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Aurora Institute

Differentiation to Mass Customization: Same Goal, Different Eras

CompetencyWorks Blog

Author(s): Craig Schieber

Issue(s): Issues in Practice, Rethink Instruction

If there is one example that best exemplifies the paradigm shift from industrial to information eras, it is the example used by Todd Rose in The End of Average (Rose, 2016). In this book, he outlines the shortcomings of the concept of average. He talks about how the US Air Force had to make a major mental shift in how they thought about designing jet cockpits. Jet cockpits were initially designed to fit the average sized pilot. Sadly, through a series of events, they found that none of 4,000 pilots shared all ten physical body traits of their “average” pilot. In fact, only a small percentage had three measurements in common with their model of average. The Air Force was designing cockpits for non-existent pilots. In response, the Air Force now builds cockpits that are adjustable to varying degrees, so that you might say they are designing to the edges rather than the average. Pilots of great size variation can now fly jets.

In the case above, the Air Force found that the use of the statistical process of averaging was not effective in informing the design of jet cockpits. The same lesson is being learned in the education world in this information age. An example of this comes from the heroic efforts by teachers to meet individual student needs through differentiated instruction within the paradigmatic structure of the industrial era education system. In discussion of the example, I will highlight where Problems, Tools, and Measurements of each paradigm are being used (see earlier posts about these terms).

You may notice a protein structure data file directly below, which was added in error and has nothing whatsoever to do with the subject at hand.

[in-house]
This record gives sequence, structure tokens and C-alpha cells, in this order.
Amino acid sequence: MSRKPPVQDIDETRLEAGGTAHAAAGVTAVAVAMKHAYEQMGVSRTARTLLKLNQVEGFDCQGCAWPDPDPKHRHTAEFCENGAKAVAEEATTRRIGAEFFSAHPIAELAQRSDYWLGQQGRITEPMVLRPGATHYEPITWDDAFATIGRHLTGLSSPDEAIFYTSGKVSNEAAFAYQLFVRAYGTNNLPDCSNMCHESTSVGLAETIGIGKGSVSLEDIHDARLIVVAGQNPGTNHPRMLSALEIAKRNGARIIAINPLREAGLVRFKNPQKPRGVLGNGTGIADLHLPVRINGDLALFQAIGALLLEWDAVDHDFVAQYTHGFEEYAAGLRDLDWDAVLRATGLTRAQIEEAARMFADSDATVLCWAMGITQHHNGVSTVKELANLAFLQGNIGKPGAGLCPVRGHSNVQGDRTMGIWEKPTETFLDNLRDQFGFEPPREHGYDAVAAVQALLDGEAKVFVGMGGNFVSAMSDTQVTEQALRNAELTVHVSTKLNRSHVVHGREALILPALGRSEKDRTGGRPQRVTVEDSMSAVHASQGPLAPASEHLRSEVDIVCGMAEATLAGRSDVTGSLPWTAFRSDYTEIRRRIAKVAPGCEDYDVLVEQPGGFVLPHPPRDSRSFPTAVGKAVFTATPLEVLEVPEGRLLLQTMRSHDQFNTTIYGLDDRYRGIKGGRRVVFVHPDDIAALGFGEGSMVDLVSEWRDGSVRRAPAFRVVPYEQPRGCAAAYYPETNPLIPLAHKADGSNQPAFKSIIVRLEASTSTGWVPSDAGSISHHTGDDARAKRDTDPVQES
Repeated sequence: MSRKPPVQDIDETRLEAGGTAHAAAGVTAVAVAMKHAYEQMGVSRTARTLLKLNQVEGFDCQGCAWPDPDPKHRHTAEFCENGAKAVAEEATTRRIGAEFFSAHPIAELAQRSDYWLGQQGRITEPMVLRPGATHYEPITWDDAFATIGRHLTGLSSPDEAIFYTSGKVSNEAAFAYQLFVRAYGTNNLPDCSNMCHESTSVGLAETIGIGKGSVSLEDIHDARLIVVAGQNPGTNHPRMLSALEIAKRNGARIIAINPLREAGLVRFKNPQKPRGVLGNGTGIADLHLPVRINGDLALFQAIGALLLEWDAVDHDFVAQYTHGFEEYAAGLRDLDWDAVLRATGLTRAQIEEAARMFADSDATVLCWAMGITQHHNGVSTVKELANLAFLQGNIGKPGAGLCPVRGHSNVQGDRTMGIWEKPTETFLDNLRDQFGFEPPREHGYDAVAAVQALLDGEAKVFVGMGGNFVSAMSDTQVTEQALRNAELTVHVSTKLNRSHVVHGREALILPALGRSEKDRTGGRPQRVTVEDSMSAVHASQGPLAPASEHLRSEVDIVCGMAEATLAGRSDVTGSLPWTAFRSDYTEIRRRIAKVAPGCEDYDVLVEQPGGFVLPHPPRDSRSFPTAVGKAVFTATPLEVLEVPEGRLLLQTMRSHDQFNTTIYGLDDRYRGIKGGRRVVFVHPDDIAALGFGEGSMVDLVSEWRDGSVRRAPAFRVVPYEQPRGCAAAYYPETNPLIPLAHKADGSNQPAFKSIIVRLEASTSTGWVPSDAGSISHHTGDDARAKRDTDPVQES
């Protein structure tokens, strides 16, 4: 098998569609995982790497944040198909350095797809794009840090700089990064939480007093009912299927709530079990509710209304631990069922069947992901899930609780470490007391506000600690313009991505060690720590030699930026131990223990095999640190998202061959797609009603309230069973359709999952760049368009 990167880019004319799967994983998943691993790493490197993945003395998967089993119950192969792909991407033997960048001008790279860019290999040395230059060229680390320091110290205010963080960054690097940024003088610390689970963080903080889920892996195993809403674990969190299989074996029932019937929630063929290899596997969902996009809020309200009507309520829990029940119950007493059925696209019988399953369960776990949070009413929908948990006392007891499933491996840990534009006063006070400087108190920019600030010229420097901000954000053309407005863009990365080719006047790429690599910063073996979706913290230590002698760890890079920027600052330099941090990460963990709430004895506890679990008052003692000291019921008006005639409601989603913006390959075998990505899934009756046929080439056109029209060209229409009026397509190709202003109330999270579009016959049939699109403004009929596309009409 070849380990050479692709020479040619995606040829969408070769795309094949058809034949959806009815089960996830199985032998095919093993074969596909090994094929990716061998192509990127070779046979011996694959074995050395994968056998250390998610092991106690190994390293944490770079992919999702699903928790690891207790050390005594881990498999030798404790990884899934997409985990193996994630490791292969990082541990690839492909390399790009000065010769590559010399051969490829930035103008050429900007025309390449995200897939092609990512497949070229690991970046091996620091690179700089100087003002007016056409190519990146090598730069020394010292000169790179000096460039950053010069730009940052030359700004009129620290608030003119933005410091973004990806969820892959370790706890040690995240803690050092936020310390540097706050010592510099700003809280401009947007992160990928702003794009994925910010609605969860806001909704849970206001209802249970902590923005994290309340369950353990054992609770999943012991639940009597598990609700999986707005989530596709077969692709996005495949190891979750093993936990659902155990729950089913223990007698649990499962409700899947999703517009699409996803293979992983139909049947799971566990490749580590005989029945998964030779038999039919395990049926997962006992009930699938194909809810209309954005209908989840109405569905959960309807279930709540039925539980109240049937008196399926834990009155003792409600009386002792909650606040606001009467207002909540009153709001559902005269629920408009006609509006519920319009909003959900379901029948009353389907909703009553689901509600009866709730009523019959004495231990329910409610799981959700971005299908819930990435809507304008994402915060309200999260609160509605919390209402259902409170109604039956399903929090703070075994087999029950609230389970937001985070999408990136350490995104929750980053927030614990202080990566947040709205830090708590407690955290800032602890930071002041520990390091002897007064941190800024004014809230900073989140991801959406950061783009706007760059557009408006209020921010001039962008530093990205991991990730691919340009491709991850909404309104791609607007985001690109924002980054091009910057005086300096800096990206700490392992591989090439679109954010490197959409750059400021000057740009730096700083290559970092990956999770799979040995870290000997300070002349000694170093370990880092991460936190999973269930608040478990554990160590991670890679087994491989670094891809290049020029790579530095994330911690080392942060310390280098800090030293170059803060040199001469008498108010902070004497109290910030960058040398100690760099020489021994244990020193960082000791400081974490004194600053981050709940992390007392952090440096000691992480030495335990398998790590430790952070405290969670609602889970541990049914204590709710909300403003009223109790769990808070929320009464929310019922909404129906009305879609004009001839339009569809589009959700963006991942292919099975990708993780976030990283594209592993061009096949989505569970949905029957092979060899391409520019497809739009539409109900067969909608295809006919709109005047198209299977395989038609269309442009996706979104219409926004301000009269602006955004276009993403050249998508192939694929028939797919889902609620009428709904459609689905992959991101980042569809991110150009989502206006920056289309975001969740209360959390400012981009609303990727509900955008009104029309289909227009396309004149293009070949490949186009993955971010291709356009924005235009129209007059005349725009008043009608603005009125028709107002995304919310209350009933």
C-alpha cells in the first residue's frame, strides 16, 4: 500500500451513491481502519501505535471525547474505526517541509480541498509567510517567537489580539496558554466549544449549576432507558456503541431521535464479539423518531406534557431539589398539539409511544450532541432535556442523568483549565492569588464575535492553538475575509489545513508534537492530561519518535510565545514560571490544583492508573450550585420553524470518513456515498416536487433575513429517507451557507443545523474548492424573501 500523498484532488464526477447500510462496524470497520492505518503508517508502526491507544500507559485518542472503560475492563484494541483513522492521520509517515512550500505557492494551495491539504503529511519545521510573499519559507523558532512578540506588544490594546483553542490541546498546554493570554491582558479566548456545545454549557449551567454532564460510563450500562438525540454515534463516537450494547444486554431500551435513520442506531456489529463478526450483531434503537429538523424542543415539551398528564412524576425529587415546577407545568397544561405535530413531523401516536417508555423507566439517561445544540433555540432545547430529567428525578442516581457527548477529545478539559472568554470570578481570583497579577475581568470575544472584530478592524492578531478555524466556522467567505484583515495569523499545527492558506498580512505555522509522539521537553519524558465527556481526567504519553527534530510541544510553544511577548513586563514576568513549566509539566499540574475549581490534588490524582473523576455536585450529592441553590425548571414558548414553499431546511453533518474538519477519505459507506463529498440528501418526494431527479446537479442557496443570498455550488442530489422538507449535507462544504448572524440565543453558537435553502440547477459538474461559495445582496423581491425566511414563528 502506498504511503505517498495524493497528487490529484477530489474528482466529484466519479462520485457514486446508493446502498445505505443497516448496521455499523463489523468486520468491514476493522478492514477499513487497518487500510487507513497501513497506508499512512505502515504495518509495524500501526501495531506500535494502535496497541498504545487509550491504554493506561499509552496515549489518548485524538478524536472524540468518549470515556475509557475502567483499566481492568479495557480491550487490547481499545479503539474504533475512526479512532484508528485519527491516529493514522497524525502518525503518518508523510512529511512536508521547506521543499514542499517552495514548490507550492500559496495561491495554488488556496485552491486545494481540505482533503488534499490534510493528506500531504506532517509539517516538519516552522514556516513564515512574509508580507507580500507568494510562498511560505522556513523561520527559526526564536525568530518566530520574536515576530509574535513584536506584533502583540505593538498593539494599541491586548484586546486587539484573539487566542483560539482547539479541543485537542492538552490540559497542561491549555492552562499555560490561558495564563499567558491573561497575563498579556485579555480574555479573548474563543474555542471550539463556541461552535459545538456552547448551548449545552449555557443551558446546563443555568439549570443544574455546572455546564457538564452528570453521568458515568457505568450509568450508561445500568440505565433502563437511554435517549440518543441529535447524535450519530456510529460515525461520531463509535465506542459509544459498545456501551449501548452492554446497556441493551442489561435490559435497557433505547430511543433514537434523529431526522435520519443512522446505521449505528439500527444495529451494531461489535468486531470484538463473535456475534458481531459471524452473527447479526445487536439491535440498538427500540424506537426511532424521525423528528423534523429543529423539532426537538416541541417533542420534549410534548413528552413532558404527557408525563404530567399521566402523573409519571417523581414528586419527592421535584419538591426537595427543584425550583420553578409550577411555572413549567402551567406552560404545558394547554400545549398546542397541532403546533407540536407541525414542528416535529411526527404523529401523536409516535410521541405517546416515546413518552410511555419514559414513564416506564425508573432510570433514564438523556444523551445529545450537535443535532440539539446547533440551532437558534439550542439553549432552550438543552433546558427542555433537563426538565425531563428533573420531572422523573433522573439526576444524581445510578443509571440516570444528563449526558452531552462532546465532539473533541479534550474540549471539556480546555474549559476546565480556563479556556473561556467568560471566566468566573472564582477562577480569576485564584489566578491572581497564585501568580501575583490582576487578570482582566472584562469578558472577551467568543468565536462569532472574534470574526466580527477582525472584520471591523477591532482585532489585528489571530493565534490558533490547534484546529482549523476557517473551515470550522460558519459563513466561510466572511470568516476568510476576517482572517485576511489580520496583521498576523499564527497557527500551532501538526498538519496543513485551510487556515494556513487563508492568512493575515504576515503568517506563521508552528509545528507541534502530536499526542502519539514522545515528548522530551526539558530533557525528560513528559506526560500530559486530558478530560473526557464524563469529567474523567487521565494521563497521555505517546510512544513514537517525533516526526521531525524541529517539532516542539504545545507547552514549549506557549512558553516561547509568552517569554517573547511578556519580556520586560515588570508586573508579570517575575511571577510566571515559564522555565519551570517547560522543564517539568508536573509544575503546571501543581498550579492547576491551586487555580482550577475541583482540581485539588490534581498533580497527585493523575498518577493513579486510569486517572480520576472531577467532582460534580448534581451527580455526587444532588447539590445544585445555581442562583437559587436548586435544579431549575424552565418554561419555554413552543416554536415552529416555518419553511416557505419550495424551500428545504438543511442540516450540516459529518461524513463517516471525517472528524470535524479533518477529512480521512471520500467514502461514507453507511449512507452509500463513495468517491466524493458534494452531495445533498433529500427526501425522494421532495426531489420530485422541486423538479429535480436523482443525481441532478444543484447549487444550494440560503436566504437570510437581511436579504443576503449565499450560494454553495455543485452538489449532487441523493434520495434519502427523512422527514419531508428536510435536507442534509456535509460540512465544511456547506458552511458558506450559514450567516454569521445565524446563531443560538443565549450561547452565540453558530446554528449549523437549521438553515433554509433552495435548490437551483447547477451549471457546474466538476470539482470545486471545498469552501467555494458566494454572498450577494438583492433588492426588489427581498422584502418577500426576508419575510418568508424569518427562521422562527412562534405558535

Carol Ann Tomlinson, a leading proponent of differentiation, defines it as, “ensuring that what a student learns, how he or she learns it, and how the student demonstrates what he or she has learned is a match for that student’s readiness level, interests, and preferred mode of learning” (Rock, Gregg, Ellis, & Gable). Teachers can differentiate through adapting curriculum, instruction, or assessment. The suggestions for adaptations all run into logical barriers when attempted in the structure of an industrial era classroom.

  1. Curriculum – The suggestion to teachers is to adapt curriculum to the student’s ability or even interests. However, if the teacher is successful, that could mean students end the school year still further behind or farther ahead the standard held for that grade level. The teacher would be considered a failure for not getting the delayed student to standard, and the accelerated student will be even farther ahead from other learners in the cohort. The curriculum tool of the industrial era was standardized curriculum calibrated to average student performance. This tool does not work well for meeting individual student needs. A new tool, such as scaffolded curriculum in which students can progress at their own pace, would work better. But to use that tool, the user must let go of the underlying belief of the industrial era that schools are like a factory and as such must turn out products designed around one set of standards. It appears in the information era, there will need to be an acceptance that not all students will rise to the same levels of competence in every subject. Ultimately, is that really any different from the reality of output of the industrial schools? A student graduating from high school with all Ds and Cs has a different level of proficiency than a student with As and Bs.